The first stop for your safety inspector is often the place you don’t want associated with your kitchen in any way: your bathroom. Dirty, littered bathrooms are a major red flag for inspectors – and guests too. If you’re not taking care to tidy these visible areas, why should people trust that you’re adhering to safety and hygiene standards in your kitchen? Indeed, in an interview with Mashed, Angela Anandappa, the founding executive director of the nonprofit Alliance for Advanced Sanitation, advises guests to check out a restaurant’s restrooms before they sit down to their meal – and make an educated guess about its food safety based on that experience. If you’re slipping in this area, ensure that your staff check and clean your restrooms at more frequent intervals. Digital tools can help you stay on schedule and identify when problems tend to arise during shifts.
In times when labor is in short supply, restaurants often have to revisit what tasks are essential. Unfortunately, that often means focusing on food preparation and food-related customer service at the expense of other important tasks happening behind the scenes. Cleaning practices may suffer as a result. Your restroom maintenance is one area that might easily slip off of your list of priorities, but do your best to keep it on the list. A survey from Harris Interactive found that 50 percent of restaurant guests who had a negative experience with a restaurant bathroom will mention it to friends and family. Based on that bad experience, whether it relates to dirty toilets, bad odors or something else, your guests are apt to make assumptions about the level of care you put into your food and food safety (and opt for a different restaurant next time). Make sure you don’t leave guests with a bad impression before they even have a chance to taste your food.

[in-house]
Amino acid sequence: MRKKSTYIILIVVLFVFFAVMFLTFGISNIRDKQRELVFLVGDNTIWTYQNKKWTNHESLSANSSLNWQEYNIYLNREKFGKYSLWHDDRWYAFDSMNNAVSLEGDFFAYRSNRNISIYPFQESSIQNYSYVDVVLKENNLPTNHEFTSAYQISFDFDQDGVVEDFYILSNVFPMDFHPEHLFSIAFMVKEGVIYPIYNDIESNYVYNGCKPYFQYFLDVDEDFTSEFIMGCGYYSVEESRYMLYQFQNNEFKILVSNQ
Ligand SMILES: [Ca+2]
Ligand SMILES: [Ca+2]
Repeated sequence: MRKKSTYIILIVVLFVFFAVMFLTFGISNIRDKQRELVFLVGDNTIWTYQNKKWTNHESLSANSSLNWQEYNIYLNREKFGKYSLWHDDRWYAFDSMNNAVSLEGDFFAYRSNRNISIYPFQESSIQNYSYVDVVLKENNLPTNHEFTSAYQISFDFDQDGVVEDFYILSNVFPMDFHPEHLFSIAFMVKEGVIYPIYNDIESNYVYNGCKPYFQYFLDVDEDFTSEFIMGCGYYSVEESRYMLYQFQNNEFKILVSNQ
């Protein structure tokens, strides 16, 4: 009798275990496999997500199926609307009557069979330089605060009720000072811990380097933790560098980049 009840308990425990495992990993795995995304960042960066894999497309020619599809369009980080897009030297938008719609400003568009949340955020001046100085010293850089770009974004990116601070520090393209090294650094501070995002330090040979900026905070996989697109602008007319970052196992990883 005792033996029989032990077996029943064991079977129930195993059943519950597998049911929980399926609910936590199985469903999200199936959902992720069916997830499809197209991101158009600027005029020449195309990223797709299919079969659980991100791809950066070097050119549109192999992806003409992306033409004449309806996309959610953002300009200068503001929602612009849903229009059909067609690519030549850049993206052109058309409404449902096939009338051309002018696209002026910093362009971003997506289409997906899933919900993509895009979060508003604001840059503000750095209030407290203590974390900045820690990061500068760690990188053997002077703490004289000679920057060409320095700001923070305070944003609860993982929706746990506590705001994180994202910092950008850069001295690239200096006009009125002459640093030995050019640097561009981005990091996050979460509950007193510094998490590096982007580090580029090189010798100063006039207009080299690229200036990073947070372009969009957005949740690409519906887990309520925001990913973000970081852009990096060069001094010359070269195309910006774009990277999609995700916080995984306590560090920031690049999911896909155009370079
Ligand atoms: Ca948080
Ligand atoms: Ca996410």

Even before the pandemic, restaurant guests would make assumptions about the state of the restrooms and what they might indicate about the restaurant’s commitment to food health and safety. Now that guests are all the more aware of cleaning and sanitation practices, as well as the ways in which viruses can spread, it’s important that your restaurant presents you well. If your restaurant has high-traffic periods, make sure you have larger dispensers that help ensure you won’t get caught short on soap and hand towels. Replace air dryers. Finally, develop a clear checklist of maintenance tasks and have your staff check restrooms at regular intervals.